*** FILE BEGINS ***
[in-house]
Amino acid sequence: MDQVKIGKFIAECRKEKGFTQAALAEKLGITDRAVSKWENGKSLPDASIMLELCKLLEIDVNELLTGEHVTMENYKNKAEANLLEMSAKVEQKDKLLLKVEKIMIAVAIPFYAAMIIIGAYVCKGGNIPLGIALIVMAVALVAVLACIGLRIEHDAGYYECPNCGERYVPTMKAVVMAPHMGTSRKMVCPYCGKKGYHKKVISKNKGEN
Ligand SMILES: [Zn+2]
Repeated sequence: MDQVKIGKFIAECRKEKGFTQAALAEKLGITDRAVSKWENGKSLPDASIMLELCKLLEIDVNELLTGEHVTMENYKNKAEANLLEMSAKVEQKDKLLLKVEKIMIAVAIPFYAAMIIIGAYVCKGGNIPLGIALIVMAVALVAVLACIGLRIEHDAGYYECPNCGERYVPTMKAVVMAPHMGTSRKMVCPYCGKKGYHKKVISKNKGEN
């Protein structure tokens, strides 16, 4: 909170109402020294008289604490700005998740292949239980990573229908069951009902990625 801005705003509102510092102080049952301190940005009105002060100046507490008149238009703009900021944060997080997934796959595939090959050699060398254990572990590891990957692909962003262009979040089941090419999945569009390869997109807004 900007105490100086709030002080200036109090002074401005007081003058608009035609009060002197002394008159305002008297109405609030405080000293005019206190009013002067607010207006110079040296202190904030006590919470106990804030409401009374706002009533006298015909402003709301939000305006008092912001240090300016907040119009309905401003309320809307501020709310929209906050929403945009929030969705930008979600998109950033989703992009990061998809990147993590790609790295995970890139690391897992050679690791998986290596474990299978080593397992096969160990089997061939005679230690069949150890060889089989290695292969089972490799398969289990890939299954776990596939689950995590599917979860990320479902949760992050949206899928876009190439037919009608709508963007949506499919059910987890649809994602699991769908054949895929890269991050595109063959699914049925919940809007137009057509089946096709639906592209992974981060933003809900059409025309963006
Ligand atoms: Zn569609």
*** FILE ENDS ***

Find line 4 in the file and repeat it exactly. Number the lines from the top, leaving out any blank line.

Repeated sequence: MDQVKIGKFIAECRKEKGFTQAALAEKLGITDRAVSKWENGKSLPDASIMLELCKLLEIDVNELLTGEHVTMENYKNKAEANLLEMSAKVEQKDKLLLKVEKIMIAVAIPFYAAMIIIGAYVCKGGNIPLGIALIVMAVALVAVLACIGLRIEHDAGYYECPNCGERYVPTMKAVVMAPHMGTSRKMVCPYCGKKGYHKKVISKNKGEN